A key aspect of professional growth is becoming a more reflective practitioner. To support this growth, participants need multiple and structured opportunities to reflect on shifts in practice.
In the example below, participants in the second year of the Literacy for All community of practice were invited to considertraveling brainstorm strategy how they had changed their instructional practice to increase accessibility and enhance the participation of students with significant disabilities. The reflections they generated through a traveling brainstorming strategy were posted to the public website for all educators to consider. Click here to view the traveling brainstorm strategy.
To view other examples, view the Literacy for All web site.
Top ten lists
A top ten list of what we learned can be a great starting point for reflecting and discussing shifts in practice and results for students. For example, the facilitator can compile evidence from webinars, online meetings and participants’ discussions to create a list of one-line statements that summarize key the learning from the work of the community. Using a traveling brainstorming strategy, participants then work in small groups and discuss and add to each item on the list. The result will be an expanded description with authentic examples for each statement of learning
To view remaining slides, visit Literacy for All.
Another strategy for reflecting on shifts in practice is for participants to consider what positive changes in practice would look like through the lens of “more/less”. This reflection strategy can be used at the beginning of a community to help participants articulate what improved practice would look like.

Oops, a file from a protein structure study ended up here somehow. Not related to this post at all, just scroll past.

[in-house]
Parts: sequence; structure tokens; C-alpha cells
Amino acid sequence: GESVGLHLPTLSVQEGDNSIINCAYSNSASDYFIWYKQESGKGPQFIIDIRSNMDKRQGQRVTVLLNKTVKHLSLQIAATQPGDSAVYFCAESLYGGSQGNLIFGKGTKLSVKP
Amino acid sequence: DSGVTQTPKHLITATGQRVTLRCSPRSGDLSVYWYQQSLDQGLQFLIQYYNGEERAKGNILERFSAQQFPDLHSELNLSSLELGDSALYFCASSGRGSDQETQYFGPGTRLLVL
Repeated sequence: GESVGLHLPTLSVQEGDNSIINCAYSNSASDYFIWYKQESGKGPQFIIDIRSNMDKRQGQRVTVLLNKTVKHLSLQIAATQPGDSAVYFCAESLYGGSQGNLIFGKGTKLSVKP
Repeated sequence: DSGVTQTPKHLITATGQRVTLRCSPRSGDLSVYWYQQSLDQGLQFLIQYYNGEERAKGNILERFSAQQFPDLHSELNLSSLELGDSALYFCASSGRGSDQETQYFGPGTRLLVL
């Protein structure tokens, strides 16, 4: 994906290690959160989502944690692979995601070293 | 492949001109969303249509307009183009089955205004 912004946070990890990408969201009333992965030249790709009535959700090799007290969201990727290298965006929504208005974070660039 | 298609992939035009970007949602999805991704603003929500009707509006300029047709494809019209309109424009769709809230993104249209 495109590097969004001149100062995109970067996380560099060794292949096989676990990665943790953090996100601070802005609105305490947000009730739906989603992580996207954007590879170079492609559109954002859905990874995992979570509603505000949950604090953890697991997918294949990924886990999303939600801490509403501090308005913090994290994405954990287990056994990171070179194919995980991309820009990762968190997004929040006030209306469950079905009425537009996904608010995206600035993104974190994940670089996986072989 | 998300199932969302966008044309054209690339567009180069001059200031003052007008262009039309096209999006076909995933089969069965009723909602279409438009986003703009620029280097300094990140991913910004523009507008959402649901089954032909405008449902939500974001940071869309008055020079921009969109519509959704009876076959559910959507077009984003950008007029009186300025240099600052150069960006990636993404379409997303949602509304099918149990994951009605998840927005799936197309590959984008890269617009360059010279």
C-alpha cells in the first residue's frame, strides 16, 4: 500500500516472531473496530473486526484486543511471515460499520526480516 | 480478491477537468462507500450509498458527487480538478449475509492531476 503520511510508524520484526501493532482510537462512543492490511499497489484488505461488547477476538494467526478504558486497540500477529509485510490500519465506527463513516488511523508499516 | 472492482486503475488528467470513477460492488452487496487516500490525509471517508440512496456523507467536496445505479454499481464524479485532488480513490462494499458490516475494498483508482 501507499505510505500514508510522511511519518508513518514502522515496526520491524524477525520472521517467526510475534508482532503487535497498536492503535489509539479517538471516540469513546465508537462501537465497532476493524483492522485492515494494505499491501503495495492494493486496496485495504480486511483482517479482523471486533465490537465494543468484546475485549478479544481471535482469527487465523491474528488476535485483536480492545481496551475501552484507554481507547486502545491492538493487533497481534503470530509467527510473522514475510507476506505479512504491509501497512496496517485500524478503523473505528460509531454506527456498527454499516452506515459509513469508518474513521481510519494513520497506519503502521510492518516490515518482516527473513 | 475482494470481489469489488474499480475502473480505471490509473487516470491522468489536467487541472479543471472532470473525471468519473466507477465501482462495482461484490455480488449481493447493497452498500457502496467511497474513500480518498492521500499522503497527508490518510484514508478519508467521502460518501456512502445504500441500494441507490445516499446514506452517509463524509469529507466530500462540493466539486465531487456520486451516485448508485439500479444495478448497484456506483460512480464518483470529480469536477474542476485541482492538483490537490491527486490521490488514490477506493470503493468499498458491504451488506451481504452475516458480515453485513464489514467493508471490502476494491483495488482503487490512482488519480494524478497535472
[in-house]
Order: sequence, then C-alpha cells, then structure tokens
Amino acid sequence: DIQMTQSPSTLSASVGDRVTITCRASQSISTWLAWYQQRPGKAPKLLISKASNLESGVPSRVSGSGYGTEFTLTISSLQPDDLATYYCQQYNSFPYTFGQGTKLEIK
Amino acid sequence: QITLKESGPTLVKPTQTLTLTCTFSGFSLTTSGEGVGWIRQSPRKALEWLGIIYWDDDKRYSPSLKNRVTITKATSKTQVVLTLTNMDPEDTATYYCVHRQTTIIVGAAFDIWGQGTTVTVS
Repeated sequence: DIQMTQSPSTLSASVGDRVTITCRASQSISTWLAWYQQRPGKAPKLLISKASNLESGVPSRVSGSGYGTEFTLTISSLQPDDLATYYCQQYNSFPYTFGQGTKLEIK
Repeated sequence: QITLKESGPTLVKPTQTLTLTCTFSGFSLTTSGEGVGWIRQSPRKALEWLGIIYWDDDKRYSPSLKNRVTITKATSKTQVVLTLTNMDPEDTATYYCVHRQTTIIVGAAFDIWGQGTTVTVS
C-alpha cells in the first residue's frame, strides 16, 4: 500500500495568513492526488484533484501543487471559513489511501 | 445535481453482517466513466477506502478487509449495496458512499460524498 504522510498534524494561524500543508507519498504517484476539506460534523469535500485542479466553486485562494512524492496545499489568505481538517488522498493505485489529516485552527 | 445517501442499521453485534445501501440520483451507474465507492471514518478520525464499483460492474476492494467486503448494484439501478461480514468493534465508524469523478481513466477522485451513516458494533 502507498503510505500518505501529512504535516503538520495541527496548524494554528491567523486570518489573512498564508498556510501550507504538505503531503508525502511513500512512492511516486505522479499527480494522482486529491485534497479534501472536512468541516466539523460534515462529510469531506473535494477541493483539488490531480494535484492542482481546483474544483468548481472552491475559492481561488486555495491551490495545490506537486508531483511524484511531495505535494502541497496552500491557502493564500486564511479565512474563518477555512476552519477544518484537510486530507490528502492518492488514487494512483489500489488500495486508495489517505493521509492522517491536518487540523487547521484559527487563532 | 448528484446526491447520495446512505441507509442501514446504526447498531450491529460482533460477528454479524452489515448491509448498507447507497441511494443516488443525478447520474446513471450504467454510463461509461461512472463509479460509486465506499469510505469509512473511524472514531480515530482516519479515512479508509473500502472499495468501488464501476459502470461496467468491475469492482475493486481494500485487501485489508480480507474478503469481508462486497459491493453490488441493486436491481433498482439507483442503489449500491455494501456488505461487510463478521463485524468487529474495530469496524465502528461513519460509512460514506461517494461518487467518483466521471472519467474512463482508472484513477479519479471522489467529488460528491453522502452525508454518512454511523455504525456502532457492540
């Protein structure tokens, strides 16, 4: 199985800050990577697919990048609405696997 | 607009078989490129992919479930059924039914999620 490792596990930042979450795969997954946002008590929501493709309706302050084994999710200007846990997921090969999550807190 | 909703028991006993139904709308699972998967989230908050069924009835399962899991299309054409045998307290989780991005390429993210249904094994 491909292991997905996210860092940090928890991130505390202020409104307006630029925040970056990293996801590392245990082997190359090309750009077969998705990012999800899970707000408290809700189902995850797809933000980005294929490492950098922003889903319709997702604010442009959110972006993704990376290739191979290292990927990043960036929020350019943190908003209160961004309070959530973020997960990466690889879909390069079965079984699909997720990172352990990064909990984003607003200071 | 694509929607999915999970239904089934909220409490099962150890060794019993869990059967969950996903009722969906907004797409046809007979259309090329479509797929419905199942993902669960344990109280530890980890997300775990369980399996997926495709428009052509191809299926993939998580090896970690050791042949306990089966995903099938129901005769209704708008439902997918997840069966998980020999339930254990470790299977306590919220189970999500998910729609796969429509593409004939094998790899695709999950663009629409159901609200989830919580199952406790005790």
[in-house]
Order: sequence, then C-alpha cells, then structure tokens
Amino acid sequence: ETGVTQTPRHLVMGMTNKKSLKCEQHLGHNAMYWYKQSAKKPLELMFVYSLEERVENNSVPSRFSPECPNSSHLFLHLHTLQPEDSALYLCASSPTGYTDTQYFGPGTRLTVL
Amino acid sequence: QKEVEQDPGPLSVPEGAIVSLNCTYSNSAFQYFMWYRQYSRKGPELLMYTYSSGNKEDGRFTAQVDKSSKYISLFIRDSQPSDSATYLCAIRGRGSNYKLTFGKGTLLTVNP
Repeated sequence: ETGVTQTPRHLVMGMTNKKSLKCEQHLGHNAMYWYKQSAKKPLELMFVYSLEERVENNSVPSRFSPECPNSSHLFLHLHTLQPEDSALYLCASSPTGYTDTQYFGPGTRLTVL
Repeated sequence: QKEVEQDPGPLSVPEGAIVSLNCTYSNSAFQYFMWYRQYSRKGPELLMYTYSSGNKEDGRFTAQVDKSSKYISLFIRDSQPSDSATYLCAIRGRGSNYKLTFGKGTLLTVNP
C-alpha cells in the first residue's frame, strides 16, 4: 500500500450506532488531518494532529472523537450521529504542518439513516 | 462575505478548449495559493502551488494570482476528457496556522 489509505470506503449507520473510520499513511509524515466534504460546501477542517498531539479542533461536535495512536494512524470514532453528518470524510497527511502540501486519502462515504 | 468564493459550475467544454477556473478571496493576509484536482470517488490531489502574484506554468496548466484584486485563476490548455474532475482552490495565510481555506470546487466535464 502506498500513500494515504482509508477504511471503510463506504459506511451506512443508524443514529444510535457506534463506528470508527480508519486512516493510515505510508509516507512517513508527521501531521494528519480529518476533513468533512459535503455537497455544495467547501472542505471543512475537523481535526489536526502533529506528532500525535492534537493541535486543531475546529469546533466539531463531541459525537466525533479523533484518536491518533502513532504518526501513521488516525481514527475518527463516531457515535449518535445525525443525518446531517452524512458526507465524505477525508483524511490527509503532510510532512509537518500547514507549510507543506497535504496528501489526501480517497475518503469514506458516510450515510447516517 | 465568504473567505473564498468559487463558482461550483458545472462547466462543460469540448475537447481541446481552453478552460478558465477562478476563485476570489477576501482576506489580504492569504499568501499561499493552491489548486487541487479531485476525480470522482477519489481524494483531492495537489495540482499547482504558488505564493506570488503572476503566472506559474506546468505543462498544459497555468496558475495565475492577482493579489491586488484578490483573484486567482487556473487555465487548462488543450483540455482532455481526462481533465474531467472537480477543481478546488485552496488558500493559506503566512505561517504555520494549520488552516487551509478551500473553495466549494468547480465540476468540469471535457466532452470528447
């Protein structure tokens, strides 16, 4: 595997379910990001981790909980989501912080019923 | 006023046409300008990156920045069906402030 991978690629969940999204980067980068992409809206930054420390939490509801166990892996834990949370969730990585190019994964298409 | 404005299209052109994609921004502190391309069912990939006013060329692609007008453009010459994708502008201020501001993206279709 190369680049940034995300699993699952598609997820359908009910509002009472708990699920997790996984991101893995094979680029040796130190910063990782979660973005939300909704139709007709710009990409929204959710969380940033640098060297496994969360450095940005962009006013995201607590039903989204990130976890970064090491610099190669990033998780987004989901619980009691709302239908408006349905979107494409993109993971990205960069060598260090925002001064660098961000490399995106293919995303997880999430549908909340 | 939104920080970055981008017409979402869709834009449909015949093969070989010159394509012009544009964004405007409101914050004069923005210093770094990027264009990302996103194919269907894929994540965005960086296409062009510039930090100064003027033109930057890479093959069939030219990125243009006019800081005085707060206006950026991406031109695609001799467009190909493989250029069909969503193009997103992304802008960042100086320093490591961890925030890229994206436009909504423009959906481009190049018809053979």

In the example below, during the first face-to-face session of the Learning for All community of practice participants brainstormed what kinds of things they would like to see less of in the classroom, and what they would like to see more of for students with significant disabilities. Articulating a list of what they would like to see more of (and less of) helped participants go on to create goals with observable indicators, helped target coaching efforts and gave them new ways to talk with teachers
At the wrap-up for this community, participants returned to this brainstormed list, reflected on practices they had observed throughout the year, and generated a new list of observations that described the growth in practice they were observing. This list could be repurposed as sample criteria for best practices and be shared with interested educators, beyond the immediate community of practice.
The final wrap-up day can be an opportunity for participants to reflect on and articulate shifts in practice they are observing, related to the focus of the community of practice. When teachers have the opportunity to participate in ongoing conversations about instructional practice throughout the life cycle of the community, they become more reflective practitioners and are more able to identify and describe their changing practice.
In this first example, classroom teachers reflected on how incorporating information and new literacy strategies affected their instructional practice. This analysis was helpful to not only the teacher participants but to consultants and school leaders who were interested in supporting these kinds of instructional shifts